NASA May Drop Ares I-Y Test Flight

by Nancy Atkinson on November 4, 2009

Artist concept of Ares I. Image Credit: NASA

Artist concept of Ares I. Image Credit: NASA


Just one week after the first test flight test of the Ares I-X rocket, NASA says it may decide to cancel a follow-up launch called Ares 1-Y, which wasn’t scheduled until 2014. Reportedly, program managers recommended dropping the flight because, currently, there isn’t the funding to get an upper stage engine ready in time. The test flight may be replaced with a new, still undefined test flight in 2012 or 2013. “It simply does not fit where we are headed,” said Jeff Hanley, Constellation Program manager was quoted in NASA’s Constellation Blog. “The test vehicle was intended to meet evolving needs but the current configuration is too different from what the program requires to certify the Ares/Orion vehicle systems.”

Depending on whether the Obama administration decides to continue the Ares I program, this decision may be moot. Earlier this week Sen. Bill Nelson said Obama may make a decision on NASA’s future path, based on the report by the Augustine Commission, by the end of November.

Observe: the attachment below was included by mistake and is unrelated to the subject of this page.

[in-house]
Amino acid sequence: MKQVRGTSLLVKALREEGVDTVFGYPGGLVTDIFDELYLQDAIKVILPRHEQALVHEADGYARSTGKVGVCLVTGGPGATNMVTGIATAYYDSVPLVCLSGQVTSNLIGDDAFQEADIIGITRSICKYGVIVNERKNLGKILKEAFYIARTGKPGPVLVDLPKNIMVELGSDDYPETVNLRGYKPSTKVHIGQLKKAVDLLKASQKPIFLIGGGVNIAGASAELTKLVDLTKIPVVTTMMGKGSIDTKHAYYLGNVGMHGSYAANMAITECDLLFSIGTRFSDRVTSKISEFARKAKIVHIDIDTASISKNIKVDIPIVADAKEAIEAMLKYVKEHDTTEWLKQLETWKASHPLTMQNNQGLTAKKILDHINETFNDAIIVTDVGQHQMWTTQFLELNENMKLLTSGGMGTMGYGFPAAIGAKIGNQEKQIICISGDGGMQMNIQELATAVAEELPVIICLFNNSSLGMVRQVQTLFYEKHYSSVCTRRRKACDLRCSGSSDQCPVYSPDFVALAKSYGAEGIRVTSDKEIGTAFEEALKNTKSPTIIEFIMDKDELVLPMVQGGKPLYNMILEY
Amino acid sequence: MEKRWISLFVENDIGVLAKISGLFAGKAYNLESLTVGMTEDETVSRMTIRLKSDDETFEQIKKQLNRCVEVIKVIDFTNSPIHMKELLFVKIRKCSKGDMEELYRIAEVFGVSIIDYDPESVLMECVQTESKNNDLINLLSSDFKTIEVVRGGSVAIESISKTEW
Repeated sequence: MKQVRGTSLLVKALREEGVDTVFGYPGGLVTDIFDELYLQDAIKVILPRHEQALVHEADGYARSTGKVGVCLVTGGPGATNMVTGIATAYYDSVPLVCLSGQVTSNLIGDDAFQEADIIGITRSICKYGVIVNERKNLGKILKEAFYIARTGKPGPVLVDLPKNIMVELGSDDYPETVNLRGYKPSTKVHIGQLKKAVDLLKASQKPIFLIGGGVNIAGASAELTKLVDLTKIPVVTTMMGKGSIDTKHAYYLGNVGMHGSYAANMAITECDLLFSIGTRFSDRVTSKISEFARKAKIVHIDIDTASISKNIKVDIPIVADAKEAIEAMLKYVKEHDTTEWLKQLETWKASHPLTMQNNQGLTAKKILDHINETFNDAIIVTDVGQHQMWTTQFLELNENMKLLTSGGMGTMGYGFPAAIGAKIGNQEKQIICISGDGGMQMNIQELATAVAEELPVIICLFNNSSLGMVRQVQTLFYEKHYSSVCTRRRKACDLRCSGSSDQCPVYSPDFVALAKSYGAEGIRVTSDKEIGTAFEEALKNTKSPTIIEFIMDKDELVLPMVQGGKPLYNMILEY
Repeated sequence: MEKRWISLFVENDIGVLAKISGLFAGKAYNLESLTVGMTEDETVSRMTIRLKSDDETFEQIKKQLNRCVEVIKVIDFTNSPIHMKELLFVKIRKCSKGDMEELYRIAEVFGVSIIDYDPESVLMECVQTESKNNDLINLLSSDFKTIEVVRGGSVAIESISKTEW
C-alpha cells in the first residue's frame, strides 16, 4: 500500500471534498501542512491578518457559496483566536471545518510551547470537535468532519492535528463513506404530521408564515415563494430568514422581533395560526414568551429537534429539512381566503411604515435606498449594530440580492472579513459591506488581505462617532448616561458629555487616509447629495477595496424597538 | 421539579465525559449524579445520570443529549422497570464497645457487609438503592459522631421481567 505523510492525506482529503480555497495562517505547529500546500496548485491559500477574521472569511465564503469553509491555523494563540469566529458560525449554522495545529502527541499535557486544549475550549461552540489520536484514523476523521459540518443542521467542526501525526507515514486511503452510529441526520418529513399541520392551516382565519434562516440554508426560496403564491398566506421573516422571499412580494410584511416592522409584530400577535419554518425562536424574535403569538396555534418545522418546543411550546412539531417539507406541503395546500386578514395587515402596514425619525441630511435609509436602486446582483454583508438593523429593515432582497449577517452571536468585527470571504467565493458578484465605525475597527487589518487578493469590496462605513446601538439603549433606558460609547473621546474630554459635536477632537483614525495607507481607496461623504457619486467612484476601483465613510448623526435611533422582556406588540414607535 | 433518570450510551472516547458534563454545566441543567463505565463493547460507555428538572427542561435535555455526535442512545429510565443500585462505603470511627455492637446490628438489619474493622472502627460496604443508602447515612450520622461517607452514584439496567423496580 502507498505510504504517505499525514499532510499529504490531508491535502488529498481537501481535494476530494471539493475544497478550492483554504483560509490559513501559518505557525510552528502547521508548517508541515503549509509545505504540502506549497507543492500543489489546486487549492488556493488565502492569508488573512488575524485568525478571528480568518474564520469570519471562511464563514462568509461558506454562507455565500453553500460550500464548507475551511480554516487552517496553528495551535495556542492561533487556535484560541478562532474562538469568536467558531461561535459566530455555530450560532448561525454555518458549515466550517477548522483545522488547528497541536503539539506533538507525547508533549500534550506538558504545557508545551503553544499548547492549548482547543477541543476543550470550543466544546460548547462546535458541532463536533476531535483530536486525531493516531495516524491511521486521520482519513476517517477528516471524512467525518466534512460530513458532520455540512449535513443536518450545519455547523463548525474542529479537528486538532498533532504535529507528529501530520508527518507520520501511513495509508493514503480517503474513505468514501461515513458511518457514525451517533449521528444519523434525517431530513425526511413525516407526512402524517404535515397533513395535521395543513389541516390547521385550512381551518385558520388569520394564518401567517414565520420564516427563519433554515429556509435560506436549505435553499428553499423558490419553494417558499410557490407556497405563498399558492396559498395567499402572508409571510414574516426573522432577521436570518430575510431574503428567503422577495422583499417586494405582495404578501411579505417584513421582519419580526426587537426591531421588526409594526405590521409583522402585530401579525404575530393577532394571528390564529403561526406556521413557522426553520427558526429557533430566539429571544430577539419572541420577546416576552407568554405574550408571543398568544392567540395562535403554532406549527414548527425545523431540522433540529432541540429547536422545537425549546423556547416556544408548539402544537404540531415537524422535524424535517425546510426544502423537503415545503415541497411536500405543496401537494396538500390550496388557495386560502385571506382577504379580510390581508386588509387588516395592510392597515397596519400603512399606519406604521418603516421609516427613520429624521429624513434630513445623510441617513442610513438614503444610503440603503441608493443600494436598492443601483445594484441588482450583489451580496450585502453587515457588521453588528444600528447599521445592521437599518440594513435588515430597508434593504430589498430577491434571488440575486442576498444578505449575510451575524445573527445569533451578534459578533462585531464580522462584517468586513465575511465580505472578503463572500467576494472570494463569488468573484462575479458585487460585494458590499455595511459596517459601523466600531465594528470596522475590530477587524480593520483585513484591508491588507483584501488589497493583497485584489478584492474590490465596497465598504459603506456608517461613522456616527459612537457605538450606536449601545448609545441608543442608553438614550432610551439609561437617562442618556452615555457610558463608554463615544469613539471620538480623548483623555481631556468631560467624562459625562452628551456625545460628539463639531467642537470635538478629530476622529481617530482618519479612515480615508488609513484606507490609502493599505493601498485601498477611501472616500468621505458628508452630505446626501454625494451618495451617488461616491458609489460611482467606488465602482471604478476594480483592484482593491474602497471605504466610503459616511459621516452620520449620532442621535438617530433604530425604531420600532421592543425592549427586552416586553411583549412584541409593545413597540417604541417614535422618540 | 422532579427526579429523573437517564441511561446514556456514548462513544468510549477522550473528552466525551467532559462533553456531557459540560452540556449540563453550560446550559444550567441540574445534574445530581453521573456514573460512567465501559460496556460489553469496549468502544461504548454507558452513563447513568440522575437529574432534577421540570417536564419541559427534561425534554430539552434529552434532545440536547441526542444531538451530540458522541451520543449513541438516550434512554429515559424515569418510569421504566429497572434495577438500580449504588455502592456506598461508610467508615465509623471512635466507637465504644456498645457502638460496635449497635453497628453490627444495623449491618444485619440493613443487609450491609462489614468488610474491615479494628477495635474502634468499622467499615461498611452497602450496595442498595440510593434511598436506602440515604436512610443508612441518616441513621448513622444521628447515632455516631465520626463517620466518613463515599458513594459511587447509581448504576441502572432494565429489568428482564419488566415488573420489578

At a press conference last week Hanley said the team continually assesses their flight test program. This week managers met and decided that the Ares I-Y flight fell too late in the vehicle development phase to provide useful information and lacks key elements to make it a true validation of the flight vehicle’s systems.

Originally, the I-Y test was planned for 2012. It was to be a suborbital flight to test a five-segment booster, a flight production upper stage, a functional command module and launch abort system and a simulated encapsulated service module, but without a J-2X engine.

By fall 2008, program managers were already looking at changing direction for the Ares I-Y test to improve the overall program’s chances of flying a full test vehicle by 2014. Now, with the Constellation Program nearing its preliminary design review and with maturing vehicles and systems, managers agree the I-Y test objectives can be achieved through other tests already in the manifest.

NASA is now studying the costs and benefits of going ahead with a 2012 launch previously called “Ares I-X prime” that would flight-test a full five-segment Ares I solid-fuel first stage and the Orion crew exploration vehicle launch abort system at high altitude.

Stay tuned.

Sources: NASA Constellation Blog, Aviation Week

About 

Nancy Atkinson is Universe Today's Senior Editor. She also works with Astronomy Cast, and is a NASA/JPL Solar System Ambassador.

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